conversely, overexpression of this gene completely abolishes the immune response (right panel in figure).  What is the molecular function of this key regulatory gene?  What specific aspect of membrane trafficking is regulated by this gene?  How does this trafficking defect cause a defect in the organismal immune response?  We are investigating this gene and several other candidate protein trafficking genes to determine how they regulate cellular and organismal immunity.

A RAB-GAP switch controls inflammation in mouse macrophages.

Novel regulators of NF-kB activation:

We have also identified several genes that are either direct or indirect regulators of a key transcription factor in immunity, NF-kB.  Are these novel genes direct or indirect regulators of this transcription factor, and how do they regulate NF-kB activity?  We are now addressing these questions using genetic techniques in C. elegans and biochemical techniques in mouse cells.

Together, these avenues of investigation are allowing us to unravel the mysteries of innate immunity on a genetic and molecular level. 

1.    Alper, S, McBride, S, Lackford, B, Freedman, JH, and Schwartz, DA. Specificity and Complexity of the C. elegans Innate Immune Respone. Mol. Cell. Biol. 27: 5544-5553 (2007).

2.    Cui, Y, McBride SJ, Boyd, WA, Alper, S, and Freedman, JH. Toxicogenomic Analysis of Caenorhabditis elegans Reveals Novel Genes and Pathways in the Resistance to Cadmium Toxicity. Genome Biol. 8: R122 (2007).

3.    Alper, S, Laws, R, Lackford, B, Boyd, WA, Dunlap, P, Freedman JH, and Schwartz, DA. Identification of Novel Innate Immunity Genes and Pathways Using a Comparative Genomics Approach. Proc. Natl. Acad. Sci. USA. 105: 7016-7021. (2008).

4.  Yang, IV, Wade, CM, Kang, HM, Alper, S, Rutledge H, Lackford B, Eskin, E., Daly, MJ, and Schwartz DA. Identification of novel genes that mediate innate immunity in inbred mice. Genetics. 183: 1535-1544. (2009).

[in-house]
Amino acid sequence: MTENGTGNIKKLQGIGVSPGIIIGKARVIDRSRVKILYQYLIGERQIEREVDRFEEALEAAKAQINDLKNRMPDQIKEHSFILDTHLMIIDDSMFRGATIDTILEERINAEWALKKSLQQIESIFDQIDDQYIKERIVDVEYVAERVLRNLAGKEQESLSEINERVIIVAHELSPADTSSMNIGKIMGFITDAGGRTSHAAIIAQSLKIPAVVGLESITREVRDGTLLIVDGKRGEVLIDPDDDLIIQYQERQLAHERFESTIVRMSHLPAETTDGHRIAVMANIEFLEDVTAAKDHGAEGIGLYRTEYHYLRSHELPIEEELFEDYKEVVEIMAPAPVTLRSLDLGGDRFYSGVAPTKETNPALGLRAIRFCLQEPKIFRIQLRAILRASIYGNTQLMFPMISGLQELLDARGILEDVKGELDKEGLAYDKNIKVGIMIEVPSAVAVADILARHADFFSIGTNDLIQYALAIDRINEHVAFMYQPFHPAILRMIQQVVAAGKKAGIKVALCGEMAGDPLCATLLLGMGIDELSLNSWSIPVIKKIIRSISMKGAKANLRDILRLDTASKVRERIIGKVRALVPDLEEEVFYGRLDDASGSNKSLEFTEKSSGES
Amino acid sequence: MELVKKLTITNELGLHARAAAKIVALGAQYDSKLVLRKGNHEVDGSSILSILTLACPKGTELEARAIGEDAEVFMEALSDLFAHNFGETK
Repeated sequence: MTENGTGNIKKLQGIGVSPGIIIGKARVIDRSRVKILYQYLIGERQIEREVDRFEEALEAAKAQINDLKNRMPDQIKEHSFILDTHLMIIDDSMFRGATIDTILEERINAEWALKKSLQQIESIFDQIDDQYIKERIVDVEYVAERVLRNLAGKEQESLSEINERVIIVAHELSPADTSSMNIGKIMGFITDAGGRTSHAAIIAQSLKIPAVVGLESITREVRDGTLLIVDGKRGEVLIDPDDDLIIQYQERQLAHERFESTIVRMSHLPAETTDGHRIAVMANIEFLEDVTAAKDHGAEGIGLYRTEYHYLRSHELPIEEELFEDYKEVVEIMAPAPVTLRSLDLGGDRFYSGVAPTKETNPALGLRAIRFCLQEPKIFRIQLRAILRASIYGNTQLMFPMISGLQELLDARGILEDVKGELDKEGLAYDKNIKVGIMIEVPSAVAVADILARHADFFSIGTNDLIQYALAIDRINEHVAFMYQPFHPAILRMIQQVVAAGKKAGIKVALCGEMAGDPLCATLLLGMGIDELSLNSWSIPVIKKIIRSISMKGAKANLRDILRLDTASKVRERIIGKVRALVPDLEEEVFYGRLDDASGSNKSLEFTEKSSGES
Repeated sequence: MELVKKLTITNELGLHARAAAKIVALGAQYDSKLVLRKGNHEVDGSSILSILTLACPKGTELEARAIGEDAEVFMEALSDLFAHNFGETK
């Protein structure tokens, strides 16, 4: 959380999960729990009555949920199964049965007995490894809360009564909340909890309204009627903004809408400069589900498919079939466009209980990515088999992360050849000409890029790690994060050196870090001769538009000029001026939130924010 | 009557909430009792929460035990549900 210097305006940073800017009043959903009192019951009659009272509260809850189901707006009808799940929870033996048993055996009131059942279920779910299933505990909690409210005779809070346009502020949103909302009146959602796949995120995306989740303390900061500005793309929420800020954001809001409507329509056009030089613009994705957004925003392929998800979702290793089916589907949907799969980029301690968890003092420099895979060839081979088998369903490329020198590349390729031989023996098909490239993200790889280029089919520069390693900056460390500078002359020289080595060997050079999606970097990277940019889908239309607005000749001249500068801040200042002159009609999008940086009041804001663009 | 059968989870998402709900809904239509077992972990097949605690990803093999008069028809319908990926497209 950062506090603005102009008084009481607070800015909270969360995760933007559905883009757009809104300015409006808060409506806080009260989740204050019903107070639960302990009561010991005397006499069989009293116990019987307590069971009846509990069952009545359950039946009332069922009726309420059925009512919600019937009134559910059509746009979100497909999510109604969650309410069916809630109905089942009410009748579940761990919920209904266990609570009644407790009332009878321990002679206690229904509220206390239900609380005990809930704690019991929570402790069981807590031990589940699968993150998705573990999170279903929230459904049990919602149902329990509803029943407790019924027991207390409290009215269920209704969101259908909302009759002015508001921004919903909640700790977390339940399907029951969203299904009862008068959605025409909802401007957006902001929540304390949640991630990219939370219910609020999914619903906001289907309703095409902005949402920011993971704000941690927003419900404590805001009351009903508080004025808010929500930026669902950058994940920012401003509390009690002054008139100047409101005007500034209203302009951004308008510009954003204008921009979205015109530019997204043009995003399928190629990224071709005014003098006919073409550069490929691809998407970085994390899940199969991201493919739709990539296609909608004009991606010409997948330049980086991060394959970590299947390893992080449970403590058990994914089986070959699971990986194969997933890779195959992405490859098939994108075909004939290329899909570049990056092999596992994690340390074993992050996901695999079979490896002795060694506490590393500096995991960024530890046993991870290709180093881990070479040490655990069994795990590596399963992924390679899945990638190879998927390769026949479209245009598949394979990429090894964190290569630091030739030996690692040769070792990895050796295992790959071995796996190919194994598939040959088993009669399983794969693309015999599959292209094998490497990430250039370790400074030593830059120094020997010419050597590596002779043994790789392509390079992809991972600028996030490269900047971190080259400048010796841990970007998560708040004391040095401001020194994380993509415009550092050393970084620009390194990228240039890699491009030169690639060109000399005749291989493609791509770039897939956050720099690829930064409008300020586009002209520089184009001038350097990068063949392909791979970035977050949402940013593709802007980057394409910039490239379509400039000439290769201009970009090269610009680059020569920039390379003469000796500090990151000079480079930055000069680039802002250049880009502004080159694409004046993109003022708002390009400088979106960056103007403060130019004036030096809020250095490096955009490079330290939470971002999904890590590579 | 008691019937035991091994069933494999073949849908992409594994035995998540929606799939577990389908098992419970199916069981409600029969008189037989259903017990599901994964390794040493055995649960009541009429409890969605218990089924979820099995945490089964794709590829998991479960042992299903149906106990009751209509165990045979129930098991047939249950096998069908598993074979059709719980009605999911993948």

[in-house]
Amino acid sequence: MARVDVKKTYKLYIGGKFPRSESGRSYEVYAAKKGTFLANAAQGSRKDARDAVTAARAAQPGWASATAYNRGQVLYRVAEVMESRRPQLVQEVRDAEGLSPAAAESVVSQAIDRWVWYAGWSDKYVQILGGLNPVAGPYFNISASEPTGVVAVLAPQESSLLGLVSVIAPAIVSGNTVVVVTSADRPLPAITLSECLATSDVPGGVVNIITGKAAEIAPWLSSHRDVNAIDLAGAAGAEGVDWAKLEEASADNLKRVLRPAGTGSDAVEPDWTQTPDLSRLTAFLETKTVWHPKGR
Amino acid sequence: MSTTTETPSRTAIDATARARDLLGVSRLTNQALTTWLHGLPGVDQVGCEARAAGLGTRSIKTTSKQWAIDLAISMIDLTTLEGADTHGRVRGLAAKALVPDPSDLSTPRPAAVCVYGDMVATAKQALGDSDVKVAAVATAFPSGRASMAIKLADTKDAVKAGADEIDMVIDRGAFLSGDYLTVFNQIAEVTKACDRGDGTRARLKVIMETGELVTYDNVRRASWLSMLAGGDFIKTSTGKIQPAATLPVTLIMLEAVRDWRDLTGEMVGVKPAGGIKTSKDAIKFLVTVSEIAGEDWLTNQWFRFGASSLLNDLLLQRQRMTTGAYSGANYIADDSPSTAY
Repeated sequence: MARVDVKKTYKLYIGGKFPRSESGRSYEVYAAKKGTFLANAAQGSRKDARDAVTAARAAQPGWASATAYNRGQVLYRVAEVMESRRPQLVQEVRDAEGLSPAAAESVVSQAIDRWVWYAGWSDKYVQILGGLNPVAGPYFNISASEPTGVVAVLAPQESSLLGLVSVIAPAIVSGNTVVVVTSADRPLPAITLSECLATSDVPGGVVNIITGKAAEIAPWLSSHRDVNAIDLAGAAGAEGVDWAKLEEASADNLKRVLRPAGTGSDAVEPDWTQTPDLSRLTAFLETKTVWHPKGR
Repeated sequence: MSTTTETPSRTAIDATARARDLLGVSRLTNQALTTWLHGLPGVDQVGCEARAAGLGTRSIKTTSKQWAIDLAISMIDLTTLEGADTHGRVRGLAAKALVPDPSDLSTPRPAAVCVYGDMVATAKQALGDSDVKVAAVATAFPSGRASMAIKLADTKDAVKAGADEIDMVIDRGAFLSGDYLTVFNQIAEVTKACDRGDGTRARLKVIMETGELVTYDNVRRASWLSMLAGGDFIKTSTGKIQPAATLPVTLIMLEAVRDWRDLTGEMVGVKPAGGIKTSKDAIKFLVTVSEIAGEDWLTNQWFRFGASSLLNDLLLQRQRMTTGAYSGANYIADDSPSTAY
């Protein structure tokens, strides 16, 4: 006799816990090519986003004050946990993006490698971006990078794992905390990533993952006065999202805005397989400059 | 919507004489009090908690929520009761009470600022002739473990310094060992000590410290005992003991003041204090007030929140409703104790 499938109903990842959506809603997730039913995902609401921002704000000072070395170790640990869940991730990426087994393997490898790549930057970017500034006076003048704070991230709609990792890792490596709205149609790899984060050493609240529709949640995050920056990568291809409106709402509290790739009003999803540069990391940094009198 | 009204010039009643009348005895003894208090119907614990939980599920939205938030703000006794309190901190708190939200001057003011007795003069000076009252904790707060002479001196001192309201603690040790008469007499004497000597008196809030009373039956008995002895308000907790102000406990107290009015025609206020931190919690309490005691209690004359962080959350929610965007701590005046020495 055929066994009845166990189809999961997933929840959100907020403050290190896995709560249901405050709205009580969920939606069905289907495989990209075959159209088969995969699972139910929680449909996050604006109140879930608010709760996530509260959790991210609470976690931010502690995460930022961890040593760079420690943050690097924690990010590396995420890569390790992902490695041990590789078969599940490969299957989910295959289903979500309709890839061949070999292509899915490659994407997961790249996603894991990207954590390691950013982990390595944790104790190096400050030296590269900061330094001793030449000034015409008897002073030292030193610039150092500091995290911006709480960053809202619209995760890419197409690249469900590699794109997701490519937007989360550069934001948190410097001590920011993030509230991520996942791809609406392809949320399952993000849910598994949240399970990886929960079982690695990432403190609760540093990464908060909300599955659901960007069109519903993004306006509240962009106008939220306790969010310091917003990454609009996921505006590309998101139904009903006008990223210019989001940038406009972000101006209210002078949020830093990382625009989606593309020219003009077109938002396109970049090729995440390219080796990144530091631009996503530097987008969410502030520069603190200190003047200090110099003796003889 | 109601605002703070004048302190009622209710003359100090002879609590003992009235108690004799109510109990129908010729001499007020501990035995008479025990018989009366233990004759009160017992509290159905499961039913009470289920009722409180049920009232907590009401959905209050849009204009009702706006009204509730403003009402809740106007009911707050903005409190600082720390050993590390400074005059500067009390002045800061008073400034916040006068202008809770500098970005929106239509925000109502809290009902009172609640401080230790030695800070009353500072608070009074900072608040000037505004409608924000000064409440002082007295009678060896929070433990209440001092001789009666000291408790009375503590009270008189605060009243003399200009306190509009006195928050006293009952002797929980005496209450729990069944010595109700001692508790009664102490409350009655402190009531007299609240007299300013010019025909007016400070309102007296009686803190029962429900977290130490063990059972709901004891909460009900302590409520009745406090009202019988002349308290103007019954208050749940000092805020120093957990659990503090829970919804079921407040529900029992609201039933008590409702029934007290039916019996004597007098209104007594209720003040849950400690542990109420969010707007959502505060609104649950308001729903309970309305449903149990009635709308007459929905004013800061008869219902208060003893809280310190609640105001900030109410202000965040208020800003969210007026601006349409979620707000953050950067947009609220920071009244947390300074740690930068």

5.    Green, RM, Gally, F, Keeney, JG, Alper, S, Gao, B, Han, M, Martin, RJ, Weinberger, AR, Case, SR, Minor, MN, Chu, HW. Impact of cigarette smoke exposure on innate immunity: a Caenorhabditis elegans model. PLOS One. 4:e6860. (2009).

6.    Alper, S, Mcelwee, M, Apfeld, J, Lackford, B, Freedman, JH, and Schwartz, DA. The Caenorhabditis elegans germ line regulates distinct signaling pathways to control lifespan and innate immunity. J. Biol. Chem. 285: 1822-1828. (2010).

7.    Alper, S. Model Systems to the Rescue: the relationship between aging and innate immunity. Comm. and Integr. Biol. 3(5): 409-414. (2010).

8.    Yang, IV, Alper, S, Lackford, B, Rutledge, H, Burch, LH, and Schwartz, DA. Novel Regulators of the Systemic Response to Lipopolysaccharide (LPS). American J. Resp. Cell. Mol. Biol. 45: 393-402. (2011).

9.    Yang, IV, Jiang, W, Rutledge, HR, Lackford, B, Warg, LA, De Arras, L, Alper, S, Schwartz, DA, and Pisetsky, DS. Identification of Novel Innate Immune Genes by Transcriptional Profiling of Macrophages Stimulated with TLR Ligands. Molec Immunol. 48: 1886-95 (2011).

10.  De Arras, L, Yang, IV, Lackford, B, Riches, DWH, Prekeris, R, Freedman, JH, Schwartz, DA, and Alper, S. Spatiotemporal inhibition of innate immunity signaling by the Tbc1d23 RAB-GAP. J. Immunol. 188: 2905-13 (2012).

11.  Victorino, F, and Alper, S. Identifying novel spatiotemporal regulators of innate immunity. Immunologic Research. 55: 3-9 (2013).

12.  De Arras, L, Seng, A, Lackford, B, Keikhaee, MR, Bowerman, B, Freedman, JH, Schwartz, DA, Alper, S. An evolutionarily conserved innate immunity protein interaction network. J. Biol. Chem. 288: 1967-1978 (2013).

13.  De Arras, L and Alper, S. Limiting of the innate immune response by SF3A-dependent control of MyD88 alternative mRNA splicing. PLOS Genetics 9(10):e1003855 (2013).

14.  De Arras, L, Laws, R, Leach, S, Pontis, K, Freedman, JH, Schwartz, DA and Alper, S. Comparative genomics RNAi screen identifies Eftud2 as a novel regulator of innate immunity. Genetics published online Dec 20 (2013).


15.  De Arras, L and Alper, S. Using RNAi-interference to investigate the innate immune response in mouse macrophages. J. Vis. Exp. in press (2013).

View of Recent Publications in PubMed